Subway Shooter Frank James Not Aiming to Kill 'Plausible' Idea: Ex-FBI Agent

Frank James, the man accused of opening fire on a Brooklyn subway train on Tuesday, may not have been trying to kill people, said a former FBI agent.

James allegedly shot 10 people aboard a Manhattan-bound train at the 36th Street station, located in the neighborhood of Sunset Park during rush hour on Tuesday morning. The shooting has renewed concerns about safety in New York as many seek to understand James' motive in the shooting.

Former FBI agent Jim Clemente offered one possible explanation for his motive.

Clemente said in an interview with the New York Post that he believes "it's plausible" that James may not have been shooting to kill people, pointing to the fact that the victims did not suffer any life-threatening injuries. Five of the victims were in critical condition, but they are all expected to survive. The Post reported that most of the shooting victims were hit below the belt, seven only in the legs.

'Plausible' subway shooter wasn't trying to kill
Alleged Brooklyn subway shooter Frank James may not have been trying to kill people, former FBI agent Jim Clemente said in an interview with the New York Post. Above, James is arrested on Wednesday. Michael M. Santiago/Getty Images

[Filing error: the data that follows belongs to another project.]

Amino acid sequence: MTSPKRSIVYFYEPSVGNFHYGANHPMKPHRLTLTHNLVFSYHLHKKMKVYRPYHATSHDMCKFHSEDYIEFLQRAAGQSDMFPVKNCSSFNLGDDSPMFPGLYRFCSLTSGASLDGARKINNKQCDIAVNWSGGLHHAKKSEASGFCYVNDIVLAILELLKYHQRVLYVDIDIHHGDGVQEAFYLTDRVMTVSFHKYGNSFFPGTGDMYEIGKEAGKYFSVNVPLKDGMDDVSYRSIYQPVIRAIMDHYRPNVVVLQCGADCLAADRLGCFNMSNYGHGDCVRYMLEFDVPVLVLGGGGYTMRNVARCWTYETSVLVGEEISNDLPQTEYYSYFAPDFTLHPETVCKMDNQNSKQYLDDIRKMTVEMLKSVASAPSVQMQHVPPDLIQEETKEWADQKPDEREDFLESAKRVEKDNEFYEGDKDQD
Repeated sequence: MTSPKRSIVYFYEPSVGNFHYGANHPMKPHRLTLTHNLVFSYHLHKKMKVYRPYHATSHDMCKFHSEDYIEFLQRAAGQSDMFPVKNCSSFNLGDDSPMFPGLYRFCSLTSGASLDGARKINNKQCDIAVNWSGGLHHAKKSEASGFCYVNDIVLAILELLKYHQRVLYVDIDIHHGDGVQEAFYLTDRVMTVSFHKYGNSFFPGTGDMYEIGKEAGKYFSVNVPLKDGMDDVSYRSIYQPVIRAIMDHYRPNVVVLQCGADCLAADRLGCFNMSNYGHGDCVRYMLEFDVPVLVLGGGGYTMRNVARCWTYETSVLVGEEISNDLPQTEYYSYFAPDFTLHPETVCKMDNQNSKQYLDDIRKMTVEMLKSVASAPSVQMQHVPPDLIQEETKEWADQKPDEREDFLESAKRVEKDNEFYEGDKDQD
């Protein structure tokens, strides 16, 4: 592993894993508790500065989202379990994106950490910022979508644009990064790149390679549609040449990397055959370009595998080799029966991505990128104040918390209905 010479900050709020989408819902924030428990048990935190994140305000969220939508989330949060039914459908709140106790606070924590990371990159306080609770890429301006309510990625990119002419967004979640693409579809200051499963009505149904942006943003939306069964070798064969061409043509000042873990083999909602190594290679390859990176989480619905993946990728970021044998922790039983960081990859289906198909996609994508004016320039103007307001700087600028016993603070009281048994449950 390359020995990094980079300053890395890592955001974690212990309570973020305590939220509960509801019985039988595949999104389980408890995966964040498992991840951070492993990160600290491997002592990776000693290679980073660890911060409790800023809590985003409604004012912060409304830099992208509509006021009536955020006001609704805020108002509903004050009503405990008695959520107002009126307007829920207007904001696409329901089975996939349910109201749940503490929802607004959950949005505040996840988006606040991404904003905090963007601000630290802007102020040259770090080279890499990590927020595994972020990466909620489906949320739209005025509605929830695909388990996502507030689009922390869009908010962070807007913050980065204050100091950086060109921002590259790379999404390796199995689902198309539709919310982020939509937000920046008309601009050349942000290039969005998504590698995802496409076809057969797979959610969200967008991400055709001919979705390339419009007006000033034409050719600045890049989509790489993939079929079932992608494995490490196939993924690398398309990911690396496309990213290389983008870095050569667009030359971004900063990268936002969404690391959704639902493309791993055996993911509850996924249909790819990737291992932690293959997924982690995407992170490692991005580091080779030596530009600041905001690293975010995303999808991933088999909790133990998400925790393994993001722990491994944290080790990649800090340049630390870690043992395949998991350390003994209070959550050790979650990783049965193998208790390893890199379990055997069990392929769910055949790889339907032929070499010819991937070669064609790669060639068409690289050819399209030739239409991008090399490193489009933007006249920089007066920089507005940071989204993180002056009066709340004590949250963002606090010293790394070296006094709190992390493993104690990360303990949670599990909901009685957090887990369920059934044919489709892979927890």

"If you're going to shoot somebody, the leg is the least fatal place to shoot them," he said.

Clemente, who also served as a New York City prosecutor, added that he believes James was "looking for a spotlight and platform because he doesn't feel heard."

"This made him feel really powerful, and it's a horrific way to express your ego or your damaged ego," he told the Post. He explained that James may be somebody who keeps tabs on anybody who has wronged him and "always project[s] the blame on other people."

Officers of the New York Police Department (NYPD) arrested the alleged shooter on Wednesday following a nearly 30-hour search.

He has been charged with "conducting a violent attack on a mass transportation vehicle," and faces life in prison for the attack, which in total injured 29 people.

James also allegedly set off a "smoke-emitting device" before opening fire on the train's passengers. His lawyers requested on Thursday that he receive psychiatric attention while in custody, raising questions about whether or not he is fit to stand trial.

James has a criminal history spanning three decades, with 12 arrests in New York and New Jersey. Prior to the shooting, he also ran a YouTube channel known as "prophet oftruth88," where he posted several videos predicting a "civil war" between races. He also claimed that he "wanted" to watch people die.

The channel was terminated from the platform following the shooting.

Assistant U.S. Attorney Sara Winik said during his court appearance Thursday that James "terrifyingly opened fire on passengers on a crowded subway train, interrupting their morning commute in a way the city hasn't seen in more than 20 years," adding that the attack was "premeditated, was carefully planned, and it caused terror among the victims and our entire city."